Tuesday 23 April 2019
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South Sudan: South Sudan Humanitarian Fund Annual Report 2018

Source: UN Office for the Coordination of Humanitarian Affairs Country: South Sudan, Democratic Republic of the Congo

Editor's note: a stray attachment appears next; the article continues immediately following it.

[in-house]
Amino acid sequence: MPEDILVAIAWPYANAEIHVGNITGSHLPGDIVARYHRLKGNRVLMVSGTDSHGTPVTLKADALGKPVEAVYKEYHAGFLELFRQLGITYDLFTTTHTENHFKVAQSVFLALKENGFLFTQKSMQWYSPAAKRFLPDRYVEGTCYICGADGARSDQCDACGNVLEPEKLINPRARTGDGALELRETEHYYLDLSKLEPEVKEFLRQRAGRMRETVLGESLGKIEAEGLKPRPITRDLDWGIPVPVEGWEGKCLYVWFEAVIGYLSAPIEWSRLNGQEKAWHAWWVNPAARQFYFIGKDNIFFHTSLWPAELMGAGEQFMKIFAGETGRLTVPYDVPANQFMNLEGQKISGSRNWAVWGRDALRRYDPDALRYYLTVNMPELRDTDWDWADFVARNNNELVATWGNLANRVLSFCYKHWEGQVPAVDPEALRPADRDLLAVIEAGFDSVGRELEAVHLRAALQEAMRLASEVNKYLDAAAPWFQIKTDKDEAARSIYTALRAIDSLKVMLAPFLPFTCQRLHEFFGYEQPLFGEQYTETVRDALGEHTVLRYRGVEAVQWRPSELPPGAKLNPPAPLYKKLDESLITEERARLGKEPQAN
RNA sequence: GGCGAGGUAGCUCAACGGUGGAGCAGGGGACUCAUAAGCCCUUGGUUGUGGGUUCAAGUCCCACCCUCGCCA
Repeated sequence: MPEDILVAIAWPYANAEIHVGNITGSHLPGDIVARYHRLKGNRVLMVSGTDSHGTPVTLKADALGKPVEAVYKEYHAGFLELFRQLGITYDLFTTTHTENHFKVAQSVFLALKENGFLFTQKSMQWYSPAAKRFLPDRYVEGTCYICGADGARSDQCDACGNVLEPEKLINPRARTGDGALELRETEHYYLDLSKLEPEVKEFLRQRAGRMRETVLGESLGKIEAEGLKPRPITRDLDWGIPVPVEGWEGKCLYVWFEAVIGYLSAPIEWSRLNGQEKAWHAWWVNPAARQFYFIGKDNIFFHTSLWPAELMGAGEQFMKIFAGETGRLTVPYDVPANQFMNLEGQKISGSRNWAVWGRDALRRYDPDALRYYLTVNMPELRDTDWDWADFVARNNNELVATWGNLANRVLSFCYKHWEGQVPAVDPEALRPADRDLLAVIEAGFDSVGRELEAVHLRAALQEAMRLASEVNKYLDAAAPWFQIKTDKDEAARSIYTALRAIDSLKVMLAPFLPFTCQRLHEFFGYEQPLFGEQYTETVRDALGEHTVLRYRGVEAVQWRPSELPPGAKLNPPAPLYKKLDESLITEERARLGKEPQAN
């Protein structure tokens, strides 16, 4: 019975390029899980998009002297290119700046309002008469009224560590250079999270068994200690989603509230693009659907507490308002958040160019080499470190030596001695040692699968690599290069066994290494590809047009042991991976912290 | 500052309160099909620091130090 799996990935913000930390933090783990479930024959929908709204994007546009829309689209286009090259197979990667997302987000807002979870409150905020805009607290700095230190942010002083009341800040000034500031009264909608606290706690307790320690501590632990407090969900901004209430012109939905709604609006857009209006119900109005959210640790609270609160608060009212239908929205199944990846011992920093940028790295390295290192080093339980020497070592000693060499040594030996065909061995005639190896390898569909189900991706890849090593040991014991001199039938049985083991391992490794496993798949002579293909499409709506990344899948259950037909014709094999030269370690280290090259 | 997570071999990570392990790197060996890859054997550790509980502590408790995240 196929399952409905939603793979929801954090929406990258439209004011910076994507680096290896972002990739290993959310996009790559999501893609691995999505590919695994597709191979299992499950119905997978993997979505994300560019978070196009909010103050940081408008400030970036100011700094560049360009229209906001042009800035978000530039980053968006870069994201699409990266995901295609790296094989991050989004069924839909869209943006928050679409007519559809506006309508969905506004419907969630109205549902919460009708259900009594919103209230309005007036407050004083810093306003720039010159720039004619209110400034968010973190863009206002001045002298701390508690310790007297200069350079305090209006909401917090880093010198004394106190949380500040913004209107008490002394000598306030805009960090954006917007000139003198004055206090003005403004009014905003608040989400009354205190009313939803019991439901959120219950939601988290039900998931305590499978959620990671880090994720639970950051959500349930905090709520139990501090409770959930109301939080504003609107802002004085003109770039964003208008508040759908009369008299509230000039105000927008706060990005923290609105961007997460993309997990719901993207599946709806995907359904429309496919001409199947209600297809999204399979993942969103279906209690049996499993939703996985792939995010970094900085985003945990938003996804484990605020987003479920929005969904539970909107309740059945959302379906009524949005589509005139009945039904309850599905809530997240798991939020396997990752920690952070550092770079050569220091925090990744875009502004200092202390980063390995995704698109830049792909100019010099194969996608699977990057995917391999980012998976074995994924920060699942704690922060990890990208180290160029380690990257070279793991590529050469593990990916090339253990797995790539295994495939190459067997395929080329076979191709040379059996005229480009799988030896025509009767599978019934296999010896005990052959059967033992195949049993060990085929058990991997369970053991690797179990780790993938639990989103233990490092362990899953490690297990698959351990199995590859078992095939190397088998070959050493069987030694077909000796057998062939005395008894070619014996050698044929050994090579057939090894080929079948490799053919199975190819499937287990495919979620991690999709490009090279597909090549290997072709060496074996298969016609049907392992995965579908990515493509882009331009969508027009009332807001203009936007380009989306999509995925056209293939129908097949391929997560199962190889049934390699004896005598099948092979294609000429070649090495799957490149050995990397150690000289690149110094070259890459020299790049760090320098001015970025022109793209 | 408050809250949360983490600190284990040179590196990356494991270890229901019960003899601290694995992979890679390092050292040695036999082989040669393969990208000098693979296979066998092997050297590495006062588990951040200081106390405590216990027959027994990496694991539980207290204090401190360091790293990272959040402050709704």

2018 IN REVIEW This Annual Report presents information about the South Sudan Humanitarian Fund during the 2018 calendar year. However, because grant allocation, project implementation and reporting processes often take place over multiple years (CBPFs are designed to support ongoing and evolving humanitarian responses), the achievements are reported in two distinct ways: Information about allocations made during 2018 (shown in blue). The data describes funds allocated through new grants in 2018, and the expected results of those allocations once the corresponding projects are fully implemented. Since implementation of some projects will continue beyond the end of 2018, full and final results are not available at the time of publication of this annual report. Information about all results reported in 2018, whether attributable to allocations made in 2018 or in prior years (shown in orange). The data is derived from all final narrative reports submitted by partners and approved between 1 January 2018 – 31 December 2018. These final narrative reports may pertain to projects supported by allocations in both 2017 and 2018. This new approach to Annual Reporting means that the full extent of achievements will be captured over time through successive Annual R however the achievements noted in any given Annual Report for any given calendar year will no longer be limited to those attributable to the funds allocated in that same calendar year. Numbers of people targeted and reached through funds allocated in any given calendar year have been adjusted to minimise the potential for double counting where individuals may have received support from different projects under more than one cluster. The methodology used is the same as has been used for previous Annual Reports and is consistent with the methodology used for estimating the numbers of people targeted and reached under the South Sudan Humanitarian Response Plan (HRP). However, no offsetting has been applied where the same individual may have been supported through funds allocated in different calendar years. Contribution recorded based on the exchange rate when the cash was received which may differ from the Certified Statement of Accounts that records contributions based on the exchange rate at the time of the pledge. HUMANITARIAN CONTEXT Key drivers of the humanitarian situation The humanitarian situation in South Sudan remained dire. Cumulative effects of years of conflict, violence and destroyed livelihoods have left about two thirds of the population in need of humanitarian assistance and protection. At the beginning of the year the total number of people in need was estimated at 7 million, a figure that remained broadly unchanged throughout the year with 7.1 million people estimated to be in need at the start of 2019. While the signing of the Revitalized Agreement on the Resolution of the Conflict went some way to reducing the scope and intensity of the conflict the country remained in the grip of a humanitarian crisis. Efforts by humanitarian partners sustained implementation of the response, however compounding effects of conflict, inadequate basic services, destroyed livelihoods and eroded coping capacities at community and household level, driving up vulnerabilities, with the ability of affected people to meet their basic needs severely compromised. Limited access to basic services Conflict and related economic decline continued to limit the Government’s ability to provide dependable basic services to the population at large. In 2018 one primary health centre served an average of 50,000 just 40 per cent of nutrition treatment centers had access to safe only one in five births were assisted by a skilled health worker, with the maternal mortality ratio estimated at 789 per 100,000 live and more than 70 per cent of school-age children were not receiving an education, with every third school damaged, destroyed, occupied or closed since the onset of the conflict in 2013 (HNO 2018). Displacement Throughout 2018 the conflict continued to destroy homes, disrupt lives and ruin livelihoods. At year end nearly 2 million people were internally displaced, while another 2.2 million people were taking refuge in neighboring countries (2019 HNO). Limited humanitarian access Maintaining access to communities and households in need of humanitarian assistance and protection remained a challenge in 2018. About 1.5 million people were located in areas facing high levels of access constraints - places where armed hostilities, violence against aid workers and assets, and other access impediments made humanitarian activities severely restricted, or in some cases impossible. Violence against humanitarian personnel and assets accounted for over half of all reported access-related incidents in 2018. 575 aid workers were relocated due to insecurity, disrupting the provision of life-saving assistance and protection services to people in need for prolonged periods. Many of the hardest to reach areas in Unity, Upper Nile and Western Bahr el Ghazal had alarming rates of food insecurity, malnutrition, and sexual and gender-based violence. Fifteen aid workers were killed in 2018, bringing the total of aid workers killed since the start of the conflict in 2013 to 112, the vast majority of them being South Sudanese. At least 117 humanitarian workers were detained for prolonged periods during 2018, the majority working for local NGOs. In addition, operational and bureaucratic impediments hampered intermittently the smooth implementation of humanitarian activities. Resilience of humanitarian partners In spite of these challenges humanitarian organizations reached over 5.3 million people in 2018, including over 4.2 million people with food assistance and emergency livelihoods s more than 2 million people with access to improved water s over 690,000 children with emergency edu and nearly 4 million people with humanitarian protection services. The 2018 Humanitarian Response Plan was 68 per cent funded, with US$1.171 billion received. Clusters including Camp Coordination and Camp Management, Emergency Shelter and Non-Food I and Health were significantly under-funded. 2018 Humanitarian Response Plan 7.0 M People in need 6.0 M People targeted 1.72 B Funding requirement